The bottom line is that the Senior Responsible Owner must always be not only content with all safety aspects and operation of the capability but also affordability and that in order to achieve all of this, this needs to be evidence based in order to withstand any amount of intense scrutiny that might occur in the future. I would add to this by saying that as the UK is currently very well served in respect of RPAS capability by the Royal Air Force ‘Reaper’ fleet which ‘Protector’ will eventually replace, we should not be concerned by delay. Time is important but getting it right at the start even more so and in my view, it is absolutely right that the ‘Protector’ RPAS programme must be fully de-risked before orders are provided.

It is the NAO’s job to audit spending plans put forward by all sections of government and it has a long history of doing this well. In the case of the 2018 – 2028 Equipment Plan the NAO warns that costs could vary and that this could lead to a £14.8 billion funding gap “in a worst case scenario should all the identified risks” that it has outlines as possibilities occur. Unfortunately, over the next year, headlines will latch onto the potential £14.8 billion figure as opposed to the £7 billion shortfall that forms the basis of its warning to the MOD.

There is of course always more that can and will be done to make defence more efficient, affordable and to improve productivity but at the same time, strong defence requires that the MOD ensures that it is able to meet every available threat including some that as we sit here today none of us might recognise.

That the UK is spending vast sums on replacing current UK Vanguard class trident nuclear submarine deterrent capability with Dreadnaught class submarines (SSBN) programme, that we have chosen to reinvigorate ‘Carrier Strike’ capability after many years of absence with the addition of two new aircraft carriers built by the Carrier Alliance,  that the Type 26 Global Combat Ship, a truly world-class anti-submarine warfare ship that is UK designed by BAE Systems and being built by them on the Clyde for the Royal Navy and that I might add, will also be the capability of choice for Australia and Canada, that the highly sophisticated fleet of nuclear powered Astute class submarines (SSN’s) continues in build at BAE Systems Barrow-in-Furness yard, that the MOD will soon be procuring Type 31 General Purpose Frigate add up to us having a formidable array of maritime capability.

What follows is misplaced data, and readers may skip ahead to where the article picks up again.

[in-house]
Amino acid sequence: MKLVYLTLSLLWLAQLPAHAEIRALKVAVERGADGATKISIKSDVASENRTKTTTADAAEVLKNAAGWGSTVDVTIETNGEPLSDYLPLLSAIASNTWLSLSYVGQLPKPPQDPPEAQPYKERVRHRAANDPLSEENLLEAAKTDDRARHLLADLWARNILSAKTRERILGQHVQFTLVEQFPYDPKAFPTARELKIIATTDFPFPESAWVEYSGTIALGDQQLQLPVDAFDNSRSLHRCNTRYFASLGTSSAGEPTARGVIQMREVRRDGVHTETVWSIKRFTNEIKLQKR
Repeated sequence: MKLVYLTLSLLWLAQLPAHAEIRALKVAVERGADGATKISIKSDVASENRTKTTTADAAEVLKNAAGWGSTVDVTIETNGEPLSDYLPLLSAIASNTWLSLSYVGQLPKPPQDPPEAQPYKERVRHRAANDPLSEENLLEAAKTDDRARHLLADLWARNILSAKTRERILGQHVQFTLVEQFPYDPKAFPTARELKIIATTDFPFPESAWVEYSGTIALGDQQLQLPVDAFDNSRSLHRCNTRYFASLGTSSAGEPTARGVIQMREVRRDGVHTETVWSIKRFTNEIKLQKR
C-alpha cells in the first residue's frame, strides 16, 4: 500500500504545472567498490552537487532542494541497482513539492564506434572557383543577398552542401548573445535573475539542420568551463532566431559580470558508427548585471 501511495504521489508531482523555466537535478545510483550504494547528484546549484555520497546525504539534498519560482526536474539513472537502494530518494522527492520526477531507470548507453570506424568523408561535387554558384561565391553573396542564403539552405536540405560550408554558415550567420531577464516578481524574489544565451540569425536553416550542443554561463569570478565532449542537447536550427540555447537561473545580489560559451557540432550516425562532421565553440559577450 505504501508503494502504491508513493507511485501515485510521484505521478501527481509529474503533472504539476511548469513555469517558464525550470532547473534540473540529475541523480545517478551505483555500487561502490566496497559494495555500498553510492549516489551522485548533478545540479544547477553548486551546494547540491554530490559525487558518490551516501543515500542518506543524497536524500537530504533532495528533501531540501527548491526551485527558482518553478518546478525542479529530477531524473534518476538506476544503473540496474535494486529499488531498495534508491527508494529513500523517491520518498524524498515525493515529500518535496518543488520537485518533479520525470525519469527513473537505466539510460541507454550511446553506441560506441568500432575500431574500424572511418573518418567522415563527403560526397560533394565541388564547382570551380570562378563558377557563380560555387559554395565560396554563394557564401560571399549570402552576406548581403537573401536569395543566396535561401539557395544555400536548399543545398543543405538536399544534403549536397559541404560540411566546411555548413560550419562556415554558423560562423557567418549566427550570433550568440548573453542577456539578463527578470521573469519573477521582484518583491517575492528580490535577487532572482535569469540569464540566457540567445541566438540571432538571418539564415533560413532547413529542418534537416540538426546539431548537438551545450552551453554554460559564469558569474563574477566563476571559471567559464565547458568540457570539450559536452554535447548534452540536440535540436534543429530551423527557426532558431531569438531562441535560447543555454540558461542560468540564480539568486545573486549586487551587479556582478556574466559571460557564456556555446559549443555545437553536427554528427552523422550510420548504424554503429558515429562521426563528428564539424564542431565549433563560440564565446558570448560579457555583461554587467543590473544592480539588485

Amongst many programmes the Army will soon get a fleet of 38 new Apache attack helicopters along with the new Ajax armoured vehicles plus planned specialist armoured vehicle capability, upgrading of Warrior armoured personnel carrier by Lockheed Martin, planned upgrade of Challenger 2 Main Battle Tank capability and also, the new High Velocity and Lightweight Multi-role missile system to be built by Thales Belfast.

The same is true in the air domain with the UK planning to acquire more F-35 Joint Strike Fighter Lightning ll aircraft for the Royal Air Force and Royal Navy soon, that within two years we will reinvigorate maritime aircraft patrol capability with the acquisition of nine P-8 Poseidon aircraft from Boeing, that we also have plans to replace worn out Sentry E3-D capability, A400M Atlas aircraft from Airbus, replacement of ‘Reaper’ RPAS capability with that of ‘Protector’ and, I sincerely hope, also to extend Sentinel R1 capability well beyond the current 2021 out of service date, combine to provides confidence to a nation, one that as we go through the Brexit process is uncertain of its identity, that at the very least the UK Government really does understand the need to prioritise defence.

So why do I mention such a vast and incomplete array of in-build programmes that the MOD is currently engaged on? Simply to highlight the vastness and complexity of defence procurement. It is right that the NAO keeps the ten year MOD Equipment Plan in check but it is equally right to recognise that whilst it is far more efficient today than it was, defence procurement will never be easy!

CHW (London – 6th November 2018)

Howard Wheeldon FRAeS

Wheeldon Strategic Advisory Ltd      

M: +44 7710 779785

Skype: chwheeldon

hwheeldon@wheeldonstrategic.com

@AirSeaRescue